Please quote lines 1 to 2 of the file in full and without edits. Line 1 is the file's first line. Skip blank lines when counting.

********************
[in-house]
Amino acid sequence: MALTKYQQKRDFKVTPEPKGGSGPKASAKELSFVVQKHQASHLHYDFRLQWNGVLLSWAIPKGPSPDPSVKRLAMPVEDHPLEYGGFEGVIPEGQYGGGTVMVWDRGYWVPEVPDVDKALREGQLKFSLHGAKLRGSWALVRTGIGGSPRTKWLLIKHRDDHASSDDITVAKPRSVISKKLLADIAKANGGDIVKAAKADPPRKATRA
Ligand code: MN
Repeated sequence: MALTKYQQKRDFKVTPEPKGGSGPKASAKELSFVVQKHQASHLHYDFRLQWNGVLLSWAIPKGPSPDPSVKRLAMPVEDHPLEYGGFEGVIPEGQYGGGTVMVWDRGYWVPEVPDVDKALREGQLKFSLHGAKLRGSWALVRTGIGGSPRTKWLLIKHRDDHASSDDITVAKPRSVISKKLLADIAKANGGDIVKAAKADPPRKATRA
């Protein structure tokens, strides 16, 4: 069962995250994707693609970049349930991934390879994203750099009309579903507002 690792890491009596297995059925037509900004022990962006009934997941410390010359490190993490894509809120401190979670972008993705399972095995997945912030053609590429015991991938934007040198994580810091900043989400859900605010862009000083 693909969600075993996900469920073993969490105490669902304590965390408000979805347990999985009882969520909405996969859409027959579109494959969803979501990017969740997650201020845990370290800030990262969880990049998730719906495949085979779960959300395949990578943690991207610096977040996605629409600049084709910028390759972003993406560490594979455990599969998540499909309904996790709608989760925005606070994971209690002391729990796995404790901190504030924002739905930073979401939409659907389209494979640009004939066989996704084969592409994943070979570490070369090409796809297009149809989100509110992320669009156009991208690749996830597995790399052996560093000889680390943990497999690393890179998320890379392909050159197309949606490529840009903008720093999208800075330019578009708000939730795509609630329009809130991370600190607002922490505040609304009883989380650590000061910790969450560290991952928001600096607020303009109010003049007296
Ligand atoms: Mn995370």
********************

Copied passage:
[in-house]
Amino acid sequence: MALTKYQQKRDFKVTPEPKGGSGPKASAKELSFVVQKHQASHLHYDFRLQWNGVLLSWAIPKGPSPDPSVKRLAMPVEDHPLEYGGFEGVIPEGQYGGGTVMVWDRGYWVPEVPDVDKALREGQLKFSLHGAKLRGSWALVRTGIGGSPRTKWLLIKHRDDHASSDDITVAKPRSVISKKLLADIAKANGGDIVKAAKADPPRKATRA